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Can AI Help Voice Recognition?

Written: May 2023

Word Count: 1,042. Reading time: 3.9 minutes


Artificial intelligence and facial recognition have the potential to offer many benefits. Travelers will be very happy to have a faster process for boarding a flight. Citizens may feel more secure knowing criminals can be apprehended. Business transactions may be streamlined with facial recognition, and mobile devices will be more secure if no one can access data from them but the owner. The tradeoff is potential loss of privacy and civil liberty. How can we be sure an airline or a bank will not suffer a data breach where our faceprints are stolen by bad actors? Will we be able to trust our local and national governments are not spying on us? It is clear some form of regulation is needed. In addition to technology to use AI with our faces, AI and our voices also has great potential. Voice is the subject of this article.


If a friend or relative calls you on the phone, and something is wrong in his or her life, you can tell immediately. Could an AI tell also? Yes, and a whole lot more. Using the same AI machine learning technology used to tell a cat from a dog or recognize a person’s face, an AI can be trained to recognize your voice. An AI with access to a database containing many voice samples along with a description of whose voice each sample is associated with, the AI can recognize you. Based on characteristics of the voice and what state of mind those characteristics are associated with, it can also know if you are not feeling well, are upset about something, or in a big hurry. Some of the characteristics of voice data which can be detected include tone, tempo, volume, language, dialect used, and other voice characteristics.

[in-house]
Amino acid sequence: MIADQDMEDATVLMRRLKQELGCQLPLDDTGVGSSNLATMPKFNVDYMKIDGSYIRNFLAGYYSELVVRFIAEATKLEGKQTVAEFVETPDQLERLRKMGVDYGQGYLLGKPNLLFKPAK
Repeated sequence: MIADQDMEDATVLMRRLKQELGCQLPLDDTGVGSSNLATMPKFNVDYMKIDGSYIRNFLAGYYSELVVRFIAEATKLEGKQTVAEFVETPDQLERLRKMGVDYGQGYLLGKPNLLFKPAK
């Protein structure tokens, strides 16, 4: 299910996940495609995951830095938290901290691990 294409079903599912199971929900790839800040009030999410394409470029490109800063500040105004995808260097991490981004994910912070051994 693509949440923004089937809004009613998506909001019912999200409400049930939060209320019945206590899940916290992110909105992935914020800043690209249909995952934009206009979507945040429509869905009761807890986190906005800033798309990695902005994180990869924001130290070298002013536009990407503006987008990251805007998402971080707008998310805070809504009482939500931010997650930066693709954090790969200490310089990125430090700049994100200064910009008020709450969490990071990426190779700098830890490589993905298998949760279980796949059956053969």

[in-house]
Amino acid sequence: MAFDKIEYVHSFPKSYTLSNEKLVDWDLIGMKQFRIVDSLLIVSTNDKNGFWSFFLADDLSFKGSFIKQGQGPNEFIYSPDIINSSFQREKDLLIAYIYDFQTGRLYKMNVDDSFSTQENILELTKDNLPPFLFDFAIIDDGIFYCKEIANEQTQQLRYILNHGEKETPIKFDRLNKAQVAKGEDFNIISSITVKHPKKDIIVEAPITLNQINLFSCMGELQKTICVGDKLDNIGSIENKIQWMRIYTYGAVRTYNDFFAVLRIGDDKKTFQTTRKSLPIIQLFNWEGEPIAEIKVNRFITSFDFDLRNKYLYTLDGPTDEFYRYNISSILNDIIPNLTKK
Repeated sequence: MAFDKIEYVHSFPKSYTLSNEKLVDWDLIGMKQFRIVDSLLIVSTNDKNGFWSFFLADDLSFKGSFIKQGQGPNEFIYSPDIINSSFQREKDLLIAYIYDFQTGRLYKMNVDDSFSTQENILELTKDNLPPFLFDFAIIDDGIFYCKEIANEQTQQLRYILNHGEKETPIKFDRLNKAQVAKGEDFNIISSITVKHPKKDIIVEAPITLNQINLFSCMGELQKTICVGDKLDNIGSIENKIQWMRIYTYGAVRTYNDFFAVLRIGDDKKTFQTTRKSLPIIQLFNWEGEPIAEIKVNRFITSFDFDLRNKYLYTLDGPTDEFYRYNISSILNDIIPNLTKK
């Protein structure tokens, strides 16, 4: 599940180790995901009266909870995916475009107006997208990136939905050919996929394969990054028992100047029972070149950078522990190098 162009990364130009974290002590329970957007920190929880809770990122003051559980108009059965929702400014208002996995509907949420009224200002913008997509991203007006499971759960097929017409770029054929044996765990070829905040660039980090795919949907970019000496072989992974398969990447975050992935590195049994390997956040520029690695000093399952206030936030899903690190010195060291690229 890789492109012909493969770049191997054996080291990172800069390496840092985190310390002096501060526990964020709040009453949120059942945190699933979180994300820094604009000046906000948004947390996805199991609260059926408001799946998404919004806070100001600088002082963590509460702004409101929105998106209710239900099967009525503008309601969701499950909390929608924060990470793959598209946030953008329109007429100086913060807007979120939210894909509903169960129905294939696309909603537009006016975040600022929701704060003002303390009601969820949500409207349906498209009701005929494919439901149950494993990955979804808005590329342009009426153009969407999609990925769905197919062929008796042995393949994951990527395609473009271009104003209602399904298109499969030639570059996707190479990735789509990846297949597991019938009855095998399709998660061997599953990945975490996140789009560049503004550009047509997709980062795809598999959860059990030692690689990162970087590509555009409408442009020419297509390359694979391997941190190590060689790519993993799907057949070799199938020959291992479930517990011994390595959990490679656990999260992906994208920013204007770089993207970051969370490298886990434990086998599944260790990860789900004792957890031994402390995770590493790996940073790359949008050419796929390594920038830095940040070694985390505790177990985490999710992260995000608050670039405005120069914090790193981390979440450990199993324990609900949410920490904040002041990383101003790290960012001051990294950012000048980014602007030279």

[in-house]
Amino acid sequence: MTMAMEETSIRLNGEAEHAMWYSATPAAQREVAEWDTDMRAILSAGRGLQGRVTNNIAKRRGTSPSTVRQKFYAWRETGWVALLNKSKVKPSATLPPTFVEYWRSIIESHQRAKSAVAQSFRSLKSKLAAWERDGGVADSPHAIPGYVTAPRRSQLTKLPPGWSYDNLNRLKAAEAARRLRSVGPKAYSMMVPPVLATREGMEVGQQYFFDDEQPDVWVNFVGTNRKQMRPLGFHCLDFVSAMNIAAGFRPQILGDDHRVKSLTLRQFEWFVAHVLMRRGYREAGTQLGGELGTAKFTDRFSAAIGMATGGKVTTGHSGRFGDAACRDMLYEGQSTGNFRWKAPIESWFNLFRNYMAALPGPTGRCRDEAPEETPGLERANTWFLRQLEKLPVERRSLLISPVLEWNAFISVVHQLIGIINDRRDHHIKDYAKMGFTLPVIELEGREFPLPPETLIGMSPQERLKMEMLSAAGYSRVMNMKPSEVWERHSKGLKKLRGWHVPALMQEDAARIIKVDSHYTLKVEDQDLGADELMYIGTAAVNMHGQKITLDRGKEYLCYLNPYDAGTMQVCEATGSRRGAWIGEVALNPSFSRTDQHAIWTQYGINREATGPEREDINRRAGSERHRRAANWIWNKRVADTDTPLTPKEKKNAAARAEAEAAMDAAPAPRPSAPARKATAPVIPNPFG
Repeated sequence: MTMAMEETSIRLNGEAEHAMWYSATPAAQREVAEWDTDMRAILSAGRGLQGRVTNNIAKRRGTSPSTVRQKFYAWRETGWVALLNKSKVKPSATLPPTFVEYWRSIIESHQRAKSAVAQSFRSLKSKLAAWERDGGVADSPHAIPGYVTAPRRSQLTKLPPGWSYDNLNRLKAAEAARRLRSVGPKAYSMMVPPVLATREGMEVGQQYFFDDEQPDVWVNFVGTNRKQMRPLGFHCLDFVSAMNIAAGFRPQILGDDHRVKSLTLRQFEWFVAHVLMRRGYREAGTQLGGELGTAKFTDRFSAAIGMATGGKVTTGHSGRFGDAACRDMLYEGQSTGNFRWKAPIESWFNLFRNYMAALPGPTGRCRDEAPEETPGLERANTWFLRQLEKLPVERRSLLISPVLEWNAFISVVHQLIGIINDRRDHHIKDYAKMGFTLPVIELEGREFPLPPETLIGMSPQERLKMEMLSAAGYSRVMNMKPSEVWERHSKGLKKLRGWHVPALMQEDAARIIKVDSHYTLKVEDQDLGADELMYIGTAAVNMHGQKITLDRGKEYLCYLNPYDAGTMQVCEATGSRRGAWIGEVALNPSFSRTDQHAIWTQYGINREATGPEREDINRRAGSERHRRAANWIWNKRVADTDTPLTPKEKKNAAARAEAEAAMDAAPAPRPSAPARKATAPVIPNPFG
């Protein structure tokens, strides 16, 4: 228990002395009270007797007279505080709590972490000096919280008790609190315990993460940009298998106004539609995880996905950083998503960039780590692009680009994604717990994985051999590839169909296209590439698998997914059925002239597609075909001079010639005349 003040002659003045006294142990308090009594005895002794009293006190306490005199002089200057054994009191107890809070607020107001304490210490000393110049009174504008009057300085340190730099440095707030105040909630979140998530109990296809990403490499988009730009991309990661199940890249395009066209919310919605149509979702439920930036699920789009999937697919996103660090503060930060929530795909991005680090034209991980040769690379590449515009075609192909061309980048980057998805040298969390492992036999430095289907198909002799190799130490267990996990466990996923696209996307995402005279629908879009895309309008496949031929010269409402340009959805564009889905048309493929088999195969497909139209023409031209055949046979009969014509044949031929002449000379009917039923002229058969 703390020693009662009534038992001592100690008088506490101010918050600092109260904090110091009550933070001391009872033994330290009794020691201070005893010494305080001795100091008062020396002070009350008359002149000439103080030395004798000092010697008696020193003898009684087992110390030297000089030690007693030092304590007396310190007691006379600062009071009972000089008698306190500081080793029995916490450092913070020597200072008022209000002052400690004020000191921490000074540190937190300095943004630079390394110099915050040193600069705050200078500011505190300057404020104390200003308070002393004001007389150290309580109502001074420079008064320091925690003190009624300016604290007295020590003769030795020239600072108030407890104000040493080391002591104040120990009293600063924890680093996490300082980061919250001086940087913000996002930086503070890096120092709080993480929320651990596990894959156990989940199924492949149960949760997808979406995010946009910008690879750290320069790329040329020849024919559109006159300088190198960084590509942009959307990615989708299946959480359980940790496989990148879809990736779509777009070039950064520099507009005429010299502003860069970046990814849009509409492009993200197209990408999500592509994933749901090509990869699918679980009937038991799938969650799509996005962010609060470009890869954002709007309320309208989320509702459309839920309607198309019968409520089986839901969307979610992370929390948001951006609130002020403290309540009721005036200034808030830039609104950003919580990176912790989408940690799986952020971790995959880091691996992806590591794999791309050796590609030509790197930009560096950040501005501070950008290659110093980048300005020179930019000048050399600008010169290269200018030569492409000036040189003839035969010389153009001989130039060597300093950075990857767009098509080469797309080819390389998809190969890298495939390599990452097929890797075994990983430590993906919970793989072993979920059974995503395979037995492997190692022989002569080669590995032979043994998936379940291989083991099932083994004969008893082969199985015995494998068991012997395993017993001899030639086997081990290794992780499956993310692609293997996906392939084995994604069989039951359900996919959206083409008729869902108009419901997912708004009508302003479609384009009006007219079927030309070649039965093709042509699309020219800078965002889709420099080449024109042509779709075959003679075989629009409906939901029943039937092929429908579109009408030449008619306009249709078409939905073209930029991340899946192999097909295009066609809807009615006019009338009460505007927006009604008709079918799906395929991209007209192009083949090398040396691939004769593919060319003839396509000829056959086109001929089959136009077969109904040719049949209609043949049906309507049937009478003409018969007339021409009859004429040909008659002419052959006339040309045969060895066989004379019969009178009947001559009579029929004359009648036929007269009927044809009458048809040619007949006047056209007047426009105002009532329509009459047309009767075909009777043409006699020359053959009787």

John McCormick, Deputy Editor of WSJ Pro Artificial Intelligence, wrote an excellent article about voice recognition called, “What AI Can Tell From Listening to You”.  McCormick said that by analyzing voice data, an AI can determine a person’s emotions, mental and physical health, and detect if you are depressed, in danger of a heart attack, or dozing at the wheel of your car. AI voice technology is already in use in a number of application areas. For example, Google released an algorithm in June 2019 which can translate what you say and say it back in another language BUT in your voice.


A major area of opportunity using voice recognition is in mental health. According to the National Institute of Mental Health, an estimated 57.8 million adults in the United States, or 1 in 5 adults, had a mental illness in 2021. This includes both mild and severe mental illnesses. The most common mental illnesses in the United States are:

  • Anxiety disorders (25.4%)
  • Depressive disorders (17.3%)
  • Substance use disorders (15.1%)
  • Bipolar disorder (2.6%)
  • Schizophrenia (1.1%)

Mental illnesses can have a significant impact on a person’s life, affecting their ability to work, go to school, maintain relationships, and take care of themselves. The Institute of Mental Health estimates only half of those needing treatment receive it. Emerging AI and voice technology may be able to make problems easier to spot.